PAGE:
Although problems are not always understood and their respective corrections made, we expect the interviewer to confirm if the interviewee is ready to carry out the interview(Reference D'Espíndula and França17). Furthermore, supporting questions might minimise problems faced by those interviewed and favour the obtaining of more reliable statements(Reference Szenczi-Cseh, Horvath and Ambrus18). However, even though a good communication is established with the interviewees and it shows positive results during the R24h interview, the interviewer must be careful when trying to help to not induce the answers, which would also cause errors(Reference Gibson and Ferguson10). This is not a simple task but we suggest that the investment in training is fundamental so interviewers can get acquainted with the instrument and the targeted group, especially the low-educated one.

Another important aspect, which will require attention and questioning adjustments by the interviewer, relates to the context of food access the interviewees have. Some of the observed statements may reveal the desire of the individuals to have a better diet or even their prejudgment about what they consume, coupled with the fear of possible criticism from the interviewer. Thus, it is important to understand the context in which the individual is inserted(Reference Garcia19) and that the responsibility of the interviewer is not only to extract information for answering technical–scientific questions but also to consider that the individuals are exposed while trying to answer them.

Furthermore, the level of knowledge about food and nutrition can influence the ability of individuals in quantifying food consumption. It is suggested that the fact that individuals have little contact with food and nutrition can lead to the production of answers considered to be less satisfactory. This may reflect the context of the individual, and do not necessarily represent a difficulty or have a relationship with the level of education. As a practical suggestion, it seems to be important to get to know those who are being interviewed and understand the limitations and potentialities that emerge from the individuals’ characteristics to allow interviewers to better guide the dietary interview.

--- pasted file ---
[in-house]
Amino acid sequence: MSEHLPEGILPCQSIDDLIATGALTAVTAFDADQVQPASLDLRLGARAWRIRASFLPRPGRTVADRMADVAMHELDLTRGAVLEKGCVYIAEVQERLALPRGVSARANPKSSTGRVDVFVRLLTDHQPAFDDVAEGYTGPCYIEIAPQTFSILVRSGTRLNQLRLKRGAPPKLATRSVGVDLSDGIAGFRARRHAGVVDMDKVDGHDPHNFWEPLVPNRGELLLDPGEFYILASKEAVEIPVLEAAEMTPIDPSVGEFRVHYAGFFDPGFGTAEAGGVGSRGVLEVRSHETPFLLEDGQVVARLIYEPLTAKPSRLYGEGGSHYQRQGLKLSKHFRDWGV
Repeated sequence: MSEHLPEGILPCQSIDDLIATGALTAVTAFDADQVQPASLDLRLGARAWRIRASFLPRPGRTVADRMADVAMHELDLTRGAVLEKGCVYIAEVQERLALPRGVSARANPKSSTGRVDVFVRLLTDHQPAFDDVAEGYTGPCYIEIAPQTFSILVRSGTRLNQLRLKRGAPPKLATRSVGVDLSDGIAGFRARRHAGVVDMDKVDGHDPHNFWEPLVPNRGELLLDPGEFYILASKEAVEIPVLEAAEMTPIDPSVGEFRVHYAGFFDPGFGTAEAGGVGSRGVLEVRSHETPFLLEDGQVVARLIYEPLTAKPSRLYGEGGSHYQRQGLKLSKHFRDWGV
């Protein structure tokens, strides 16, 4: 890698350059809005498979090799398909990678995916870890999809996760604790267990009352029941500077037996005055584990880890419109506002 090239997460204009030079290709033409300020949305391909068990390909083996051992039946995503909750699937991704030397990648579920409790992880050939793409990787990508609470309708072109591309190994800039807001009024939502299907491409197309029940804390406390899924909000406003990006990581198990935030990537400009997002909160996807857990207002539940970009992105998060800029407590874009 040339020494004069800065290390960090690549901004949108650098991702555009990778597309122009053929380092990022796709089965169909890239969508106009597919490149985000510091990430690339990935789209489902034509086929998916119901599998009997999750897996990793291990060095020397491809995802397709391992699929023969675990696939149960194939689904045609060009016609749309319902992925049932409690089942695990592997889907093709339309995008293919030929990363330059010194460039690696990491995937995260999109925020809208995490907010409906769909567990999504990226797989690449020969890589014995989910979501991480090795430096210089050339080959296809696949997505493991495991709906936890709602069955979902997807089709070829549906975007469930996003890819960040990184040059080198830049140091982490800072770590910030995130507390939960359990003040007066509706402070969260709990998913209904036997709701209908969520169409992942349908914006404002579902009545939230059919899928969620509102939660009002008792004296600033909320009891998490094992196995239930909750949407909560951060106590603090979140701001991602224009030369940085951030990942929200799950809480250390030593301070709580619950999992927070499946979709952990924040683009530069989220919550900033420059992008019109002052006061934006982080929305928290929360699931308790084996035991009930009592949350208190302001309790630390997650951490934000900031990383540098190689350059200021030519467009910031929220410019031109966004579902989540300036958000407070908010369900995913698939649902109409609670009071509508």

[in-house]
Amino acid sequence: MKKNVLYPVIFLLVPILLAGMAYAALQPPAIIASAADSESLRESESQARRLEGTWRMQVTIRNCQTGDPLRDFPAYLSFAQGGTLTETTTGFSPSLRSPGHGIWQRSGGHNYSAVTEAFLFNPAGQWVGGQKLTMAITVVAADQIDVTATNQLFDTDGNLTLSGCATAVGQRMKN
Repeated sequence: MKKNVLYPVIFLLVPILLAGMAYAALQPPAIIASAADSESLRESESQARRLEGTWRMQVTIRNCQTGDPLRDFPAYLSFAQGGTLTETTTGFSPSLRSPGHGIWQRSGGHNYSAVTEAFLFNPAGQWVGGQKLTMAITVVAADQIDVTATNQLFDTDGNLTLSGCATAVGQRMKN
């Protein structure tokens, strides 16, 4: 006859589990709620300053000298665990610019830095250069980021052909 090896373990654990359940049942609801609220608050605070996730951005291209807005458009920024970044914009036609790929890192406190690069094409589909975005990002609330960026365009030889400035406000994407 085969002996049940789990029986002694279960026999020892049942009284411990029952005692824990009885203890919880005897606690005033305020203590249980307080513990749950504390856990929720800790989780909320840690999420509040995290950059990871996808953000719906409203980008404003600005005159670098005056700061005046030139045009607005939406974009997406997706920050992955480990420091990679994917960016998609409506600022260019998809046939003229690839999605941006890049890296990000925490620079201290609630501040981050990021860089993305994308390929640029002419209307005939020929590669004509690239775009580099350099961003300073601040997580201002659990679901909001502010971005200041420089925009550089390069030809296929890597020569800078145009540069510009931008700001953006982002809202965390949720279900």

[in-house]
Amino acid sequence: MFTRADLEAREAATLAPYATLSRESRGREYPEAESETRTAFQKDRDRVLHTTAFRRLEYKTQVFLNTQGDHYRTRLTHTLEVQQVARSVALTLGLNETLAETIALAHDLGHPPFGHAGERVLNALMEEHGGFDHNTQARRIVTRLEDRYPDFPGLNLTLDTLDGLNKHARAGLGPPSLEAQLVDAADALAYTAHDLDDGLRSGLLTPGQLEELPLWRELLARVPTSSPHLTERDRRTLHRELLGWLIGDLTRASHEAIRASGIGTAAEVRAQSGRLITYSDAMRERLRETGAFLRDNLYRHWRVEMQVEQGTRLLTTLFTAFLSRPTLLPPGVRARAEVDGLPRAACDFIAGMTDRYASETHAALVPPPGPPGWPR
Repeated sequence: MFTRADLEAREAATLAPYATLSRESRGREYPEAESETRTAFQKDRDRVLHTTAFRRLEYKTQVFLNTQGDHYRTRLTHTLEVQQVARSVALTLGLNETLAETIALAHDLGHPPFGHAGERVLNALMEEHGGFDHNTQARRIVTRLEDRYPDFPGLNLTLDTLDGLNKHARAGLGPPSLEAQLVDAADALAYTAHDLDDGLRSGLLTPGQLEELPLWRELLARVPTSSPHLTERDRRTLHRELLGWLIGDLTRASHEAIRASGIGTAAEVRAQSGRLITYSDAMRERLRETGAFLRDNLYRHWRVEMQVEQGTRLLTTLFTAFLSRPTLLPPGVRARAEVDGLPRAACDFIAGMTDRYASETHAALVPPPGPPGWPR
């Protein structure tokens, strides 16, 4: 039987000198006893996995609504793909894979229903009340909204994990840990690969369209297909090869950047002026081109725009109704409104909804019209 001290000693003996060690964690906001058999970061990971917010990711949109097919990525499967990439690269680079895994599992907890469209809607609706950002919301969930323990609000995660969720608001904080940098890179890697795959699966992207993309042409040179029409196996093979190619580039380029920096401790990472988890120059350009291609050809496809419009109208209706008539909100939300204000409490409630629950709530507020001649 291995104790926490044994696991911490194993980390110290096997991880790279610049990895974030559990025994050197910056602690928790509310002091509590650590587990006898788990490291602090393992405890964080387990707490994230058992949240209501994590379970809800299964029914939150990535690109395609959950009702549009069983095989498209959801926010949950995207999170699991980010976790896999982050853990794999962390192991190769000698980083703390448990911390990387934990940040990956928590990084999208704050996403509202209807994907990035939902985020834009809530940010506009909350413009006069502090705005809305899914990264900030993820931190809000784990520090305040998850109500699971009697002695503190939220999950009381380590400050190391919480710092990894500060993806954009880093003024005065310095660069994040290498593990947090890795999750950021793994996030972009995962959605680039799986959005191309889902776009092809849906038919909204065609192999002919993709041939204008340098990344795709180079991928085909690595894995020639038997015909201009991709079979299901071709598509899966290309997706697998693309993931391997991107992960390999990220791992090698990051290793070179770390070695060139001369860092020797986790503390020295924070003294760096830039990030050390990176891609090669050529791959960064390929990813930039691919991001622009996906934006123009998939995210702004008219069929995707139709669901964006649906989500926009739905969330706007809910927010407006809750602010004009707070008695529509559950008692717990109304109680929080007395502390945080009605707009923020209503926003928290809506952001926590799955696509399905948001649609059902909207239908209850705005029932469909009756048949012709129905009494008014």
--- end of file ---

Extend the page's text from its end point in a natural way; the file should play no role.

As an important example, male individuals with a lower education level, who do not have contact with food preparation, appear to have more difficulties in quantifying food consumption. This result may be related to the fact that the presence of women still seems to be more representative in kitchen spaces and that women are still identified as great holders of knowledge about food(Reference Canesqui and Garcia20). We suggest, therefore, that the quality of food consumption quantification depends on the proximity that individuals have with food and this can be independent of sex, as long as both women and men are acquainted with food knowledge.

Regarding the use of the photographs for food portion estimations, quantitative studies usually suggest benefits in the use of photographs or lower performance in groups of lower education levels when compared with those of higher education levels(Reference Ovaskainen, Paturi and Reinivuo21). In this perspective, studies have been and are being developed to improve the R24h method, including the use of additional visual aid resources, such as photographs, to reduce errors in diet measurement(Reference Subar, Crafts and Zimmerman2,Reference Bel-Serrat, Knaze and Nicolas6) .

In Brazil, the manual of photographs for food portion quantification was adapted to the reality of the Brazilian population. Even though the manual has been adapted and its use meets a significant demand for improving the quality and accuracy of quantitative data collected with 24 h recalls, the present results suggest that it is still necessary to have a deeper understanding of the difficulties and limitations encountered when using the photographs. In particular, further research is suggested about the use of the photographs in different population groups, along with investment in training and acquaintance of the interviewers with the targeted population.